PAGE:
intimate relationships: a tale of moss, sumac, and a clever aphid’s gall

AH, THE RELATIONSHIPS! Alongside the mossiest patch of my lawn, a vigorous cutleaf staghorn sumac grows. I use that plant in several other spots in the garden—both the plain green Rhus typhina ‘Laciniata,’ and also the gold-leaf cultivar called ‘Tiger Eyes.’

But this particular sumac, the one beside the mossy lawn, always gets colorful, pod-like galls in high summer, as if it were festooned with tiny bright balloons, mostly greenish but  some red and appropriately heart-shaped (above). My other sumac plants, not so much.

And I never knew why.

I knew it was an aphid—specifically the native sumac gall aphid, Melaphis rhois—who created the gall, typically found on staghorn sumac or smooth sumac (Rhus glabra). My friend Charley Eisemann had told me that on a walk several falls ago. It doesn’t do any damage, though some leaflets may color up or fall off a little early. The insect is just making a nursery on its host plant to rear its offspring, a relationship that’s been going on like this for at least 48 million years.

What I didn’t know Until Joe Boggs of Ohio State wrote about it recently was the critical moss connection—a case of what’s called an alternate host (not just sumac, in summer, but moss in the offseason). His blog post got me reading all manner of geeky sumac gall literature.

Apparently females lay an egg on the underside of a sumac leaf, which causes a gall to start forming—creating a nursery, complete with food, for its offspring. That single aphid resulting from the deposited egg then produces asexually within the gall—by parthenogenesis—so that many clones of itself eventually also fill the gall.

If all goes to plan, the gall splits in later summer, when the released winged females drop onto or fly off to the nearby moss–the alternate host–and establish the next asexually reproducing colonies. In spring, aphids from the moss recolonize the sumac, and the cycles repeats.

Well, except at my place sometimes things get interrupted when someone (chipmunks? birds?–not sure as I haven’t caught anyone in the act) breaks open the galls and systematically has at the contents, the way I might eat a piece of fruit and discard the skin. Lots of empty gnawed-open galls on the ground beneath that one sumac at the moment here, along with ones that seem to be faring better, presumably filled with teenage aphids by now.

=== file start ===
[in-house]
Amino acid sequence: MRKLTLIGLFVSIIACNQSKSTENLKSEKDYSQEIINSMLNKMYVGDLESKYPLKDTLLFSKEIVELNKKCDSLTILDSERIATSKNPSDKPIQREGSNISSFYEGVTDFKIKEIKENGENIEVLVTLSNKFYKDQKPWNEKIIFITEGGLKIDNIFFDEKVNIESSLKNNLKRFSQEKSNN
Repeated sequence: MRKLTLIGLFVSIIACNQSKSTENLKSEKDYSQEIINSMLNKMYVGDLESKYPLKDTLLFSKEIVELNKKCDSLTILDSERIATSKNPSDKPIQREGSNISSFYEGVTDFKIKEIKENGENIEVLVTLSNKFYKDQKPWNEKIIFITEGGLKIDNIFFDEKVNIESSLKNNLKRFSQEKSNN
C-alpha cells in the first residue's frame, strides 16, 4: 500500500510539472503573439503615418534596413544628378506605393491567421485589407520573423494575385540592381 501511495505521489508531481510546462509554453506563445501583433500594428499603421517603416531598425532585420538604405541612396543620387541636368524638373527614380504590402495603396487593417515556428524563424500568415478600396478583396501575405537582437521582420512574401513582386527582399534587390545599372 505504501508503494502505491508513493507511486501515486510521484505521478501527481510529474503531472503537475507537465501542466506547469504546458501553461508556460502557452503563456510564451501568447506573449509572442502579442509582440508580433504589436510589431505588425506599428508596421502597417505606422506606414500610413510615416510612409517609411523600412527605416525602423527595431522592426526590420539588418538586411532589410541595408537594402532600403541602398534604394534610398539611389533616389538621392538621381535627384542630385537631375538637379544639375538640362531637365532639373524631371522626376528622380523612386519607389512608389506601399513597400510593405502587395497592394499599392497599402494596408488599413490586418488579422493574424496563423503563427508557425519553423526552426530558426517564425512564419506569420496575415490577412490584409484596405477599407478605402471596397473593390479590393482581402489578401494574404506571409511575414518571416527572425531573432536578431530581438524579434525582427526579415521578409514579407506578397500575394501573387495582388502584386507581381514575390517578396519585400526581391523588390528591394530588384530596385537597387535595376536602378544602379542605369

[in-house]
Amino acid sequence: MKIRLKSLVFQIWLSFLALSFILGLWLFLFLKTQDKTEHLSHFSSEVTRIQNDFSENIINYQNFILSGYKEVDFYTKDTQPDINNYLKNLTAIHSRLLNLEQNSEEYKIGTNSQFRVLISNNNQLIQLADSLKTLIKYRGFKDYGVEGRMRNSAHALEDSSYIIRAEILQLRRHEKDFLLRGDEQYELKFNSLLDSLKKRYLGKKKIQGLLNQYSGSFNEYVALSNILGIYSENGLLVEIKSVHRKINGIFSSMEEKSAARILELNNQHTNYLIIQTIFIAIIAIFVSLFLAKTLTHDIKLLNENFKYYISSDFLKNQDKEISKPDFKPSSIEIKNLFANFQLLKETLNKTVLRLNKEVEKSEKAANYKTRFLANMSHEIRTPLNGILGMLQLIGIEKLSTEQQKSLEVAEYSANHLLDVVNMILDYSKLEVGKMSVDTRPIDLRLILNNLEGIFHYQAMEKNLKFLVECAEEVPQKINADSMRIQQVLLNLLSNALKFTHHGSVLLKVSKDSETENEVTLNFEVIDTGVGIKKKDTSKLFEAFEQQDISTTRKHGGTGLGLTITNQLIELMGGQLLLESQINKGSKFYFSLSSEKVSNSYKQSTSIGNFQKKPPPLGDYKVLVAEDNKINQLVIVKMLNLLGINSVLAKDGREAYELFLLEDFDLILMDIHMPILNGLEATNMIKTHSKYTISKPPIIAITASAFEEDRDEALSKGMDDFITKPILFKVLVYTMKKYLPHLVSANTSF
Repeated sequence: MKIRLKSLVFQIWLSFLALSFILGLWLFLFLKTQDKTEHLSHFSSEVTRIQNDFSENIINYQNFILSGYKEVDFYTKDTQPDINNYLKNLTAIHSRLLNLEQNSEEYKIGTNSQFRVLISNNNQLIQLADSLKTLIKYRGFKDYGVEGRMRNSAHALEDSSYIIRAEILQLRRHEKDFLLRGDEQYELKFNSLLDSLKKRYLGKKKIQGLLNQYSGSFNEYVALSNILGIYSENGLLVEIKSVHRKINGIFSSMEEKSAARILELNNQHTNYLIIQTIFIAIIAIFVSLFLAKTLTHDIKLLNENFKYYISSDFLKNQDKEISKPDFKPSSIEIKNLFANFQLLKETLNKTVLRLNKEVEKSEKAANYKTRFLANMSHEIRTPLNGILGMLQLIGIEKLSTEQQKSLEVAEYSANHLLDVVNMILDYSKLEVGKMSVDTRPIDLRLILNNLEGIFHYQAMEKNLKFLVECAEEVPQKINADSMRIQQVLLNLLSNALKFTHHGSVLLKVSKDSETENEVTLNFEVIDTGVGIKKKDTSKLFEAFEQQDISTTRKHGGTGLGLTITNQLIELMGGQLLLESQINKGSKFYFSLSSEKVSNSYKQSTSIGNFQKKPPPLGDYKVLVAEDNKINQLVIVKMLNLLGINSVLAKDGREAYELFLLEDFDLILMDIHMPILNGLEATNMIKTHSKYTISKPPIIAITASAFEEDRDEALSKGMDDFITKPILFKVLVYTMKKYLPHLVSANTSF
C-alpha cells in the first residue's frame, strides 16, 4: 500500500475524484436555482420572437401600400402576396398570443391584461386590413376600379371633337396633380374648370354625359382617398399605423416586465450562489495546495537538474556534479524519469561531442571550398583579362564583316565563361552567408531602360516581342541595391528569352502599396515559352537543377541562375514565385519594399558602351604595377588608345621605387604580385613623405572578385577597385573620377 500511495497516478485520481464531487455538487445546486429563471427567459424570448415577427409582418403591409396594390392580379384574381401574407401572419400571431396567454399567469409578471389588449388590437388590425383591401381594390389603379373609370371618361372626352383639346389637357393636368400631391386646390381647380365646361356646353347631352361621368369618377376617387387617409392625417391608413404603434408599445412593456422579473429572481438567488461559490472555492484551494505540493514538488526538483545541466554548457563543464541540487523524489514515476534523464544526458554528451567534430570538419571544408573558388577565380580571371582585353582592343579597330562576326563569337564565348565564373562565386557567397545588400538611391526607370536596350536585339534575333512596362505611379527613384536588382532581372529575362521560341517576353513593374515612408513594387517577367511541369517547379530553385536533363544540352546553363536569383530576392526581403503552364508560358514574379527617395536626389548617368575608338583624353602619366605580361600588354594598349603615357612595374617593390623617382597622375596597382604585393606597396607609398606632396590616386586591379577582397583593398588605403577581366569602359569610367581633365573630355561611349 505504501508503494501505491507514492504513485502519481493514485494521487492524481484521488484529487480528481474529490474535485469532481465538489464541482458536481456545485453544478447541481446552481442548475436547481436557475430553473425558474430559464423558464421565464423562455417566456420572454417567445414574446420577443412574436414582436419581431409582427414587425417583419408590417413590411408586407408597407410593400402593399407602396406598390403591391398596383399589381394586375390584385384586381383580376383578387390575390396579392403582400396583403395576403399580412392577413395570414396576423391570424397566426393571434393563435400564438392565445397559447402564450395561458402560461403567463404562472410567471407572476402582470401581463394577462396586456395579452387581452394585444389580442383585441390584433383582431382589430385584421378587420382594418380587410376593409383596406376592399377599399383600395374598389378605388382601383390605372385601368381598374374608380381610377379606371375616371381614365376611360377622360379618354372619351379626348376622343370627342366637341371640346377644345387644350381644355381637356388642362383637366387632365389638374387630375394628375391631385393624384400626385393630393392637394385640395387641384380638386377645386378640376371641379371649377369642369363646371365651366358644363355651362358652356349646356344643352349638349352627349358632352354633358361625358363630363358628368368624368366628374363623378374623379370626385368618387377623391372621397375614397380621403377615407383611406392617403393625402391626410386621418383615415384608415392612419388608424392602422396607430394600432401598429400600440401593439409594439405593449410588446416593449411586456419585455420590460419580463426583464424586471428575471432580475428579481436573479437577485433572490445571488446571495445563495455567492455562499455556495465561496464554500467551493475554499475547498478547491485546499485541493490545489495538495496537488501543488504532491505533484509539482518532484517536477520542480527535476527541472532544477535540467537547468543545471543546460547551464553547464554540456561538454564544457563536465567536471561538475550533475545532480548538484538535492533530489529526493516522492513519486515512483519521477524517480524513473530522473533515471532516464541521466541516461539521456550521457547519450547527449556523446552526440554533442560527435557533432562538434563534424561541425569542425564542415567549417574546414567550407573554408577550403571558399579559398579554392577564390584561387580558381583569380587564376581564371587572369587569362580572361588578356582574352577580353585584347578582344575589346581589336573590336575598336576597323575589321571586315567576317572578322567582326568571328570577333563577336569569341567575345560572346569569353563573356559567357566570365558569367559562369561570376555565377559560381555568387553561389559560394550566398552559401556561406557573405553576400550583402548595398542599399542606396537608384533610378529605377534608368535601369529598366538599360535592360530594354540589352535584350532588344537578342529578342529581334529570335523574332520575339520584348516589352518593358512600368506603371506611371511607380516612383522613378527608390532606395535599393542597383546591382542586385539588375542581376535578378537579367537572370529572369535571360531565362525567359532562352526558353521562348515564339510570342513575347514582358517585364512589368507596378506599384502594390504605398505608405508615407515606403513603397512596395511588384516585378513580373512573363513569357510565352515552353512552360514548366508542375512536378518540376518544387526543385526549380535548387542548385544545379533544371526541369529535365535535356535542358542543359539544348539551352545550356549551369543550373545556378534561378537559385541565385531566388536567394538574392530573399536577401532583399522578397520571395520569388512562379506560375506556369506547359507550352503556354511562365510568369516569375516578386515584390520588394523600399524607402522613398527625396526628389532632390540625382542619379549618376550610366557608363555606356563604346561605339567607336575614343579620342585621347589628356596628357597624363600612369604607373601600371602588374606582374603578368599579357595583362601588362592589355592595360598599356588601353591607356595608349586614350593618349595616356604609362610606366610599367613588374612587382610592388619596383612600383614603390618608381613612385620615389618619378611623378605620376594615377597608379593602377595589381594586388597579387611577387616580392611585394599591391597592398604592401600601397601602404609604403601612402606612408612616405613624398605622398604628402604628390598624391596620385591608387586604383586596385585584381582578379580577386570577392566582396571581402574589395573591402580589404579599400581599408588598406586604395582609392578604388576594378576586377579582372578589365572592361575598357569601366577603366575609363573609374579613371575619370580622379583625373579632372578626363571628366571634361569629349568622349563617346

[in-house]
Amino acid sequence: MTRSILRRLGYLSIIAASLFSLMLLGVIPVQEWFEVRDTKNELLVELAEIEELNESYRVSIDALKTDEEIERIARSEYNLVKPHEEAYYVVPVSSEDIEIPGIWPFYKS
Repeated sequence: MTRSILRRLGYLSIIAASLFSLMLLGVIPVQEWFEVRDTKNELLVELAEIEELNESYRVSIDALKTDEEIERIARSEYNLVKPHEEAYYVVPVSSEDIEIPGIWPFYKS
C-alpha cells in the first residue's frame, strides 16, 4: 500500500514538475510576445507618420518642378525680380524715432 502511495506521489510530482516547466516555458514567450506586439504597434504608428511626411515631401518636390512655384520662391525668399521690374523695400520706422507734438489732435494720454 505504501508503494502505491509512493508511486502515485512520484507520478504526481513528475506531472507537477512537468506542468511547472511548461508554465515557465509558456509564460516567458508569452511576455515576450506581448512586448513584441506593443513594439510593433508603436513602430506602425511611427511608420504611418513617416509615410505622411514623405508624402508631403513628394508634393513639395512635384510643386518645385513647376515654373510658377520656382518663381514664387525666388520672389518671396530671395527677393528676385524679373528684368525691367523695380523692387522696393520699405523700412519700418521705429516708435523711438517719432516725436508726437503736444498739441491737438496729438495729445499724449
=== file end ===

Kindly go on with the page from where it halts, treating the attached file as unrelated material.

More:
1. Lisa at Greenbow says:

    At least it is a pretty gall, in that I like the color.
    I have moss. I have sumac. I will be on the lookout for this aphid.

  2. Jan says:

    I had noticed these on you last Garden walk, thinking “fruit on sumac!?” So thank you for the detail and explanation. Always a pleasure!

  3. Shana Byrne says:

    We have simular galls on Manzanita here in Northern CA. Just looked it up.
    Never knew that they were nurseries! So much fun to read about.
    Thnak you. Always something new to learn from you :}

  4. Cathy says:

    Thank you for this. Only one of the wild sumac that grows along my driveway has these. I have puzzled for years on what they were. Great to know finally!

  5. Janice Krinsky says:

    Thank you for your post. The galls on my Staghorn Sumac look exactly like the photograph – red and green. It’s only the second season for my sumac and I just noticed them yesterday.

  6. debra woodley says:

    THANK YOU for this wonderful article! I JUST discovered these galls on my smooth sumac, the first time I’ve ever seen them in my 70 yrs, and was struggling to find any info on them. :-) They’re green now, and look very figgy, but I look forward to following the progress, now that I know what they are. :-)
    Is it a particular type of moss that these aphids live on?

  7. Katie says:

    I just watched a chipmunk feeding on our sumac galls. My curiosity to learn more about the little guys obsession the last couple days has led me to your website. I have a great video to share with you. Caught in the act, if you will.

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